We evaluated the treatments 7 days and 14 days after application by examining 10 nests of amorbia larvae per tree. At 7 days, Lannate performed the best, followed in order by Orthene and Dylox (table 1). When applied with either of the feeding stimulants, Thuricide provided only marginal control. Kryocide was ineffective with either feeding stimulant.
Lannate, Orthene, and Dylox remained effective 14 days posttreatment, and did not differ significantly from each other in their effectiveness. Thuricide was only marginally effective with either feeding stimulant, and Kryocide was ineffective. No phytotoxicity to leaves or fruit was noted at any time during the study.
Lannate, two rates of Orthene, and three rates of Kryocide were tested in the second ground trial. These insecticides were tested on 6-year-old Riverside County Zutano avocado trees spaced at 15′ × 20′ intervals. The modes of application were similar to those used in the first trial. The randomized complete block design comprised eight single-tree replicates. Two untreated buffer trees separated each replicate.
Again, the trees were sprayed to runoff (ca. 6 gal. per tree, or 870 gpa) at 400 psi. Chemicals, application rates, and results are shown in table 2.
TABLE 1. Ground applications of insecticides for control of A. cuneana in Ventura County, November 1979
TABLE 2. Ground applications of insecticides for control of A. cuneana in Riverside County, November 1980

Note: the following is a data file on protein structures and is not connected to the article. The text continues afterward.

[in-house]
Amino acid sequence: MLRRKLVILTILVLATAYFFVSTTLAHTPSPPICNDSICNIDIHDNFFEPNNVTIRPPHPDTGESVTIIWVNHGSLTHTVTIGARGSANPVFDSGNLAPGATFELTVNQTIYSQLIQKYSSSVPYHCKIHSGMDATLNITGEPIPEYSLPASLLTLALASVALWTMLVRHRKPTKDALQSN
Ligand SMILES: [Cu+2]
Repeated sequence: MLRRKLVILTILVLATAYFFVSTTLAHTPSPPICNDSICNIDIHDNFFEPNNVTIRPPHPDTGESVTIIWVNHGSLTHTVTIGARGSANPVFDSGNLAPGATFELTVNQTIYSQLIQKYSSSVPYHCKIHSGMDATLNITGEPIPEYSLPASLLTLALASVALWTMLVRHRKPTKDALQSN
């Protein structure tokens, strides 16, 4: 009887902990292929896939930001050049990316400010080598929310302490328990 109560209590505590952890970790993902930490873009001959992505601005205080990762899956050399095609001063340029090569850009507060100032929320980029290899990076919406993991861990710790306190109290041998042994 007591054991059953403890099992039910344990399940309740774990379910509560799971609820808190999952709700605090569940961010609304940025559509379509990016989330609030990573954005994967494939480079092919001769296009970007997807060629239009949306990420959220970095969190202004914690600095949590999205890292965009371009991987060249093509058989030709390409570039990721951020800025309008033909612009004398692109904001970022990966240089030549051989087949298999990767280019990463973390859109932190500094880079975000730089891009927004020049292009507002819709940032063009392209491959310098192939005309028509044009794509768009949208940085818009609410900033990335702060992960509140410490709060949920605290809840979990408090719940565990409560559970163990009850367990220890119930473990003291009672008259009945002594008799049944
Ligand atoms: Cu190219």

We evaluated the treatments by examining 15 larval nests per tree. After 6 days and again after 13 days, Lannate and both rates of Orthene provided very good control (table 2). Kryocide was ineffective at all three rates. Kryocide-treated trees were sampled after 27 days, and again those treatments proved ineffective. No phytotoxicity was apparent.
The mountainous terrain common to many avocado groves often makes helicopter application the most practical means of insecticide treatment. In December 1980, our project applied Lannate 90 SP, Orthene 75 SP, and Kryocide 96 W by helicopter to different trees in the same grove used for the second ground trial. The insecticides were applied in 20 gallons of water per acre at 0.5, 1.0, and 12.0 lbs active ingredient (ai) per acre, respectively, to a single row of trees per treatment (ca. 0.5 acres). Test rows were separated by at least six untreated buffer rows.
Again, we evaluated the treatments by checking for live larvae in 15 randomly selected nests per tree. All treatments were ineffective 7 and 14 days posttreatment. We observed no phytotoxicity.
The preponderance of beneficial insects and mites in avocado groves makes the use of a selective insecticide highly desirable for amorbia control. However, in our trials neither Thuricide nor Kryocide gave adequate control of amorbia. The field trials reported here were directed against mid- to late-instars. Field observations indicate that Thuricide provides somewhat better control of younger larvae.
Lannate and Orthene were the most effective insecticides applied by ground equipment. Lannate is now fully registered for use on bearing avocados in California. Orthene is not. No insecticide was effective when applied by helicopter, probably because of inadequate spray coverage.
Amorbia infestations are often confined to localized areas within an avocado grove, so spot treatments of Lannate applied with ground equipment may provide effective control. Insecticides should only be applied when other means of control have failed. An effective, selective insecticide for amorbia is still needed. Newer strains of Bacillus thuringiensis are now commercially available, but they have not been tested adequately in the field.